A female garment that comes from the Indian subcontinent that consists of a drape varying from five to nine yards is a saree. Aside from being five to nine yards its also two to four feet in breadth and is typically wrapped around the waist with one end draped over the shoulder baring the midriff. In fashion the human abdomen is exposed by wearing clothes such as a crop top or swim wear . The Nivi style originated in Deccan region of India and it is the most common style of sari manufacture and draping. A midriff baring blouse or upper garment that is worn together with the sari is the choli.
Ways of wearing a sari are many but the most common style is the sari is wrapped around the waist with the loose end of the drape to be worn over the shoulder baring the midriff. The different ways in which the saris can be draped include; Nivi, Gujarati, Himalayan, Bengali and Odia, Maharashtrian, Nepal, Kodagu, Manipuri, Assamese, tribal styles, Kunbi styles and Khasi. Tribal styles involve often securing by tying them firmly across the chest covering the breasts. The style of Kunbi involves tying a knot in the fabric below the shoulder and a strip of cloth which crosses the left shoulder and is fastened on the back.
A three set garment is an Assamese style in which it has a veil and is worn with a long sleeve choli and the bottom portion is draped from the waist downwards. Kodagu style is a drape that is confined to ladies hailing from the Kodagu district in which pleats are created in the rear instead of the front while the loose end of the sari is draped back to front over the right shoulder which is then pinned to the rest of the sari.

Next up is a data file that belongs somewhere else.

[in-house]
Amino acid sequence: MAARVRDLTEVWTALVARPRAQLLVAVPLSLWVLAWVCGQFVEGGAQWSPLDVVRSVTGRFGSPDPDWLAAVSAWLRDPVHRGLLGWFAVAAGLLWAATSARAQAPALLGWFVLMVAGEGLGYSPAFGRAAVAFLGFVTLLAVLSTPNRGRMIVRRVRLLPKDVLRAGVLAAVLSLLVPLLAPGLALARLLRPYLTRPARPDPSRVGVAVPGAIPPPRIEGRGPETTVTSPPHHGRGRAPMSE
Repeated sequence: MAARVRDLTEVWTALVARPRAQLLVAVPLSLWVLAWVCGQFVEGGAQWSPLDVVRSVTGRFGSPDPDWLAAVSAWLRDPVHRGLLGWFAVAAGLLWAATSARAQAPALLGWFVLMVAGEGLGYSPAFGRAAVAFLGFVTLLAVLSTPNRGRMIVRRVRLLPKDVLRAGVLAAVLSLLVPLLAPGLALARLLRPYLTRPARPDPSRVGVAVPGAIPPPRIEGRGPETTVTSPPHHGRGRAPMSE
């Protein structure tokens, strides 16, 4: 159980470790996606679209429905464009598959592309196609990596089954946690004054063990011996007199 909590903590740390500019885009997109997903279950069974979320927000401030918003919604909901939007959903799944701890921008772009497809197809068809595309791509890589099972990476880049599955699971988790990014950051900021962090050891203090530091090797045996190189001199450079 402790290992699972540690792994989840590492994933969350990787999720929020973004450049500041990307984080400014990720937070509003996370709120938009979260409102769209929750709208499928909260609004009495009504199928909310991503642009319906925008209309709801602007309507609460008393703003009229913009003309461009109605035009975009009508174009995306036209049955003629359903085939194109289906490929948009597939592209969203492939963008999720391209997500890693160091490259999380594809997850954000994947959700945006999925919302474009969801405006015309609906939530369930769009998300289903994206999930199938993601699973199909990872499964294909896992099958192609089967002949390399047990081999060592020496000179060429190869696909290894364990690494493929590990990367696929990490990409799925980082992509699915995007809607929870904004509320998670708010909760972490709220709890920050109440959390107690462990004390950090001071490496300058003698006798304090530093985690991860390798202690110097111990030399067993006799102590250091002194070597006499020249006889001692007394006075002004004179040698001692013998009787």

The Nivi drape is the most common draping style from the Nepal. A draping style that is worn without any pleats is Bengali and Odia. Wrapping the saree around the waist in an anticlockwise direction which is then wrapped again for the second time from the other direction then the loose end is a let a little longer and goes around the body over the left shoulder is the Bengali style.
Gujarati style of draping involves tucking of the pleats similar to the Nivi style then the loose ends are taken from the back, draped across the right shoulder and pulled across to be secured in the back. Practical role as well as decorative role are the main reasons for wearing sarees in the Indian subcontinent. In terms of the practical role, the Indian subcontinent is faced harsh extreme temperature conditions. In order to combat the heat in summer, cotton sarees are made. The most famous Indian sarees that use cotton is the Khadi.